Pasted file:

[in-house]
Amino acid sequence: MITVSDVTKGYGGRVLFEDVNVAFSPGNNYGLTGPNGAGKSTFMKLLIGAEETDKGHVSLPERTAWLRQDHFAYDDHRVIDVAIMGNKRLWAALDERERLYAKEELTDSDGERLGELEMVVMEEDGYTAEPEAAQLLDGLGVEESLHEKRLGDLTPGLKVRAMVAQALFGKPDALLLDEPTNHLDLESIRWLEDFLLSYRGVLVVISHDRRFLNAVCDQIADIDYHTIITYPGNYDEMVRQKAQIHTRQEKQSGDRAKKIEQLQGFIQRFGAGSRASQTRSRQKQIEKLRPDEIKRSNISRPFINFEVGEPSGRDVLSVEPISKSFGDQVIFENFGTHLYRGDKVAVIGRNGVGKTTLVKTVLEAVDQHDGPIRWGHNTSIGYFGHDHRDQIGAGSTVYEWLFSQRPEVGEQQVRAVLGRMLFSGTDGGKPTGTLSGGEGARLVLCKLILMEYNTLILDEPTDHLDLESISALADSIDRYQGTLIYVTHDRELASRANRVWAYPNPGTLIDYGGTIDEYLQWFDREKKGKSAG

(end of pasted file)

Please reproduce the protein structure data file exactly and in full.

[in-house]
Amino acid sequence: MITVSDVTKGYGGRVLFEDVNVAFSPGNNYGLTGPNGAGKSTFMKLLIGAEETDKGHVSLPERTAWLRQDHFAYDDHRVIDVAIMGNKRLWAALDERERLYAKEELTDSDGERLGELEMVVMEEDGYTAEPEAAQLLDGLGVEESLHEKRLGDLTPGLKVRAMVAQALFGKPDALLLDEPTNHLDLESIRWLEDFLLSYRGVLVVISHDRRFLNAVCDQIADIDYHTIITYPGNYDEMVRQKAQIHTRQEKQSGDRAKKIEQLQGFIQRFGAGSRASQTRSRQKQIEKLRPDEIKRSNISRPFINFEVGEPSGRDVLSVEPISKSFGDQVIFENFGTHLYRGDKVAVIGRNGVGKTTLVKTVLEAVDQHDGPIRWGHNTSIGYFGHDHRDQIGAGSTVYEWLFSQRPEVGEQQVRAVLGRMLFSGTDGGKPTGTLSGGEGARLVLCKLILMEYNTLILDEPTDHLDLESISALADSIDRYQGTLIYVTHDRELASRANRVWAYPNPGTLIDYGGTIDEYLQWFDREKKGKSAG